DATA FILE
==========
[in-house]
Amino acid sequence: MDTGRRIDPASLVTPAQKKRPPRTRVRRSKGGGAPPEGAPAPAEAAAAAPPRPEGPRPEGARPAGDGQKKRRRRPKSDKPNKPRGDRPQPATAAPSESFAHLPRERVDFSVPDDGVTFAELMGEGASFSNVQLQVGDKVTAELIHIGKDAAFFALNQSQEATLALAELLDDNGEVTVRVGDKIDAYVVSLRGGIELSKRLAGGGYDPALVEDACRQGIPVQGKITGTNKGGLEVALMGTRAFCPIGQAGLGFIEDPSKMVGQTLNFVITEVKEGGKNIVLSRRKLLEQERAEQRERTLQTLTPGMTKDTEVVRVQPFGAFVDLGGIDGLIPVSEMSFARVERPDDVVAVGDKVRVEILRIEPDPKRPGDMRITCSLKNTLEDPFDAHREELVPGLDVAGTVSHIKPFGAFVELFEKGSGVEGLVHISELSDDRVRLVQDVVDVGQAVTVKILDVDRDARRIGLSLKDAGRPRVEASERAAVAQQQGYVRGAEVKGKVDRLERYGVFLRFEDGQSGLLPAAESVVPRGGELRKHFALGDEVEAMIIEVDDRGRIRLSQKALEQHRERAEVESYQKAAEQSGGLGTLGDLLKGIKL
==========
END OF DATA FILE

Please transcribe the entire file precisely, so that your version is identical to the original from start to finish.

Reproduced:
[in-house]
Amino acid sequence: MDTGRRIDPASLVTPAQKKRPPRTRVRRSKGGGAPPEGAPAPAEAAAAAPPRPEGPRPEGARPAGDGQKKRRRRPKSDKPNKPRGDRPQPATAAPSESFAHLPRERVDFSVPDDGVTFAELMGEGASFSNVQLQVGDKVTAELIHIGKDAAFFALNQSQEATLALAELLDDNGEVTVRVGDKIDAYVVSLRGGIELSKRLAGGGYDPALVEDACRQGIPVQGKITGTNKGGLEVALMGTRAFCPIGQAGLGFIEDPSKMVGQTLNFVITEVKEGGKNIVLSRRKLLEQERAEQRERTLQTLTPGMTKDTEVVRVQPFGAFVDLGGIDGLIPVSEMSFARVERPDDVVAVGDKVRVEILRIEPDPKRPGDMRITCSLKNTLEDPFDAHREELVPGLDVAGTVSHIKPFGAFVELFEKGSGVEGLVHISELSDDRVRLVQDVVDVGQAVTVKILDVDRDARRIGLSLKDAGRPRVEASERAAVAQQQGYVRGAEVKGKVDRLERYGVFLRFEDGQSGLLPAAESVVPRGGELRKHFALGDEVEAMIIEVDDRGRIRLSQKALEQHRERAEVESYQKAAEQSGGLGTLGDLLKGIKL